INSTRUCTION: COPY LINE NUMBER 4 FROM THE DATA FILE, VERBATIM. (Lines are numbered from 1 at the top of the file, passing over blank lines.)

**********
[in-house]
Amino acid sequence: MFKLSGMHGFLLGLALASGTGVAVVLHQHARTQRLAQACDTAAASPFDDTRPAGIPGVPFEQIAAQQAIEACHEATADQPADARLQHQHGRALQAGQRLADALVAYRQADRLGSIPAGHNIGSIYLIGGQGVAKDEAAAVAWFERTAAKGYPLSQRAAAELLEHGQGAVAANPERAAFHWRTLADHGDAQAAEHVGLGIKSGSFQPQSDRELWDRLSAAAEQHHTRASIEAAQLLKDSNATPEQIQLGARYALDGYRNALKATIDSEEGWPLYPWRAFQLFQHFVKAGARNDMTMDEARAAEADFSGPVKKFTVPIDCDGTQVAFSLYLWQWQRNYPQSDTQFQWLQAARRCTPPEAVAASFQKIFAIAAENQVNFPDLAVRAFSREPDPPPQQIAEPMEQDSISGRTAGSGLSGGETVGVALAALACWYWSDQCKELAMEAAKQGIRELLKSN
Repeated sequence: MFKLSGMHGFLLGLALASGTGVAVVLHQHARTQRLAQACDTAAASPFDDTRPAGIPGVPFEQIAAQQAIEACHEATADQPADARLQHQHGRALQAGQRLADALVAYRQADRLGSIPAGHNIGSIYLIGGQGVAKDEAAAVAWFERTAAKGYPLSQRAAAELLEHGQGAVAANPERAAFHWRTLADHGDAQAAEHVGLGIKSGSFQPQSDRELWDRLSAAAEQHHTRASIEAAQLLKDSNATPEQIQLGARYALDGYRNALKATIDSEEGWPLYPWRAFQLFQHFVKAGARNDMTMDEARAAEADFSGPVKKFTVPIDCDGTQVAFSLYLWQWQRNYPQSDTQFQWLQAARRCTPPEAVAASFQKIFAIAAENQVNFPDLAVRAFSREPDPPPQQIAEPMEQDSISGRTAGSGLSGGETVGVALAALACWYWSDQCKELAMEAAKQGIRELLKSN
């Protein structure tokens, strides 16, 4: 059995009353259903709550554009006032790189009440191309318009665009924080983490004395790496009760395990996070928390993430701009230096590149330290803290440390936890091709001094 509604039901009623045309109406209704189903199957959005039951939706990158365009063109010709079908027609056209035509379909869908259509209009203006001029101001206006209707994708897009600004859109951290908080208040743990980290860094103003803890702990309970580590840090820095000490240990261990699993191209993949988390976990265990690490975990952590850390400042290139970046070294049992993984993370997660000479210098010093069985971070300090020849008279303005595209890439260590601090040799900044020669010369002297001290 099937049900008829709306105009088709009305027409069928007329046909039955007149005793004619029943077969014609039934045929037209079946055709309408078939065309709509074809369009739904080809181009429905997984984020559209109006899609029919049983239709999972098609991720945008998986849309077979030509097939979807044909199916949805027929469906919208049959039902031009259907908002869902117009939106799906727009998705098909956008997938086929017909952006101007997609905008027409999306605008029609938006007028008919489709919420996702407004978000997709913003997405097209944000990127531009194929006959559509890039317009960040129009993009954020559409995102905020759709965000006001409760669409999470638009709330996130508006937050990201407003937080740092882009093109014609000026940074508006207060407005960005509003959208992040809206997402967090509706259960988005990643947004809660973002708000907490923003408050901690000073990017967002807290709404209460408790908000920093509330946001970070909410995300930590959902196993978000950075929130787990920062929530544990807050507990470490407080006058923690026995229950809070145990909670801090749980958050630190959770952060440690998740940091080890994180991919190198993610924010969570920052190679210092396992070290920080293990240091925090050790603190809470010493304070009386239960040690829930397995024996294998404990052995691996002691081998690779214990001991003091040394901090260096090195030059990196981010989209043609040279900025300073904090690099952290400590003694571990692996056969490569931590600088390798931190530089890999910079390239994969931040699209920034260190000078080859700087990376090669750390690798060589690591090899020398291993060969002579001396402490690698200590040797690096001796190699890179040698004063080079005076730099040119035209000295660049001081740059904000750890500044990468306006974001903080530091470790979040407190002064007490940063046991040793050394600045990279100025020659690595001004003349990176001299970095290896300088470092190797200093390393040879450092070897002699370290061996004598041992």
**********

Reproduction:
């Protein structure tokens, strides 16, 4: 059995009353259903709550554009006032790189009440191309318009665009924080983490004395790496009760395990996070928390993430701009230096590149330290803290440390936890091709001094 509604039901009623045309109406209704189903199957959005039951939706990158365009063109010709079908027609056209035509379909869908259509209009203006001029101001206006209707994708897009600004859109951290908080208040743990980290860094103003803890702990309970580590840090820095000490240990261990699993191209993949988390976990265990690490975990952590850390400042290139970046070294049992993984993370997660000479210098010093069985971070300090020849008279303005595209890439260590601090040799900044020669010369002297001290 099937049900008829709306105009088709009305027409069928007329046909039955007149005793004619029943077969014609039934045929037209079946055709309408078939065309709509074809369009739904080809181009429905997984984020559209109006899609029919049983239709999972098609991720945008998986849309077979030509097939979807044909199916949805027929469906919208049959039902031009259907908002869902117009939106799906727009998705098909956008997938086929017909952006101007997609905008027409999306605008029609938006007028008919489709919420996702407004978000997709913003997405097209944000990127531009194929006959559509890039317009960040129009993009954020559409995102905020759709965000006001409760669409999470638009709330996130508006937050990201407003937080740092882009093109014609000026940074508006207060407005960005509003959208992040809206997402967090509706259960988005990643947004809660973002708000907490923003408050901690000073990017967002807290709404209460408790908000920093509330946001970070909410995300930590959902196993978000950075929130787990920062929530544990807050507990470490407080006058923690026995229950809070145990909670801090749980958050630190959770952060440690998740940091080890994180991919190198993610924010969570920052190679210092396992070290920080293990240091925090050790603190809470010493304070009386239960040690829930397995024996294998404990052995691996002691081998690779214990001991003091040394901090260096090195030059990196981010989209043609040279900025300073904090690099952290400590003694571990692996056969490569931590600088390798931190530089890999910079390239994969931040699209920034260190000078080859700087990376090669750390690798060589690591090899020398291993060969002579001396402490690698200590040797690096001796190699890179040698004063080079005076730099040119035209000295660049001081740059904000750890500044990468306006974001903080530091470790979040407190002064007490940063046991040793050394600045990279100025020659690595001004003349990176001299970095290896300088470092190797200093390393040879450092070897002699370290061996004598041992």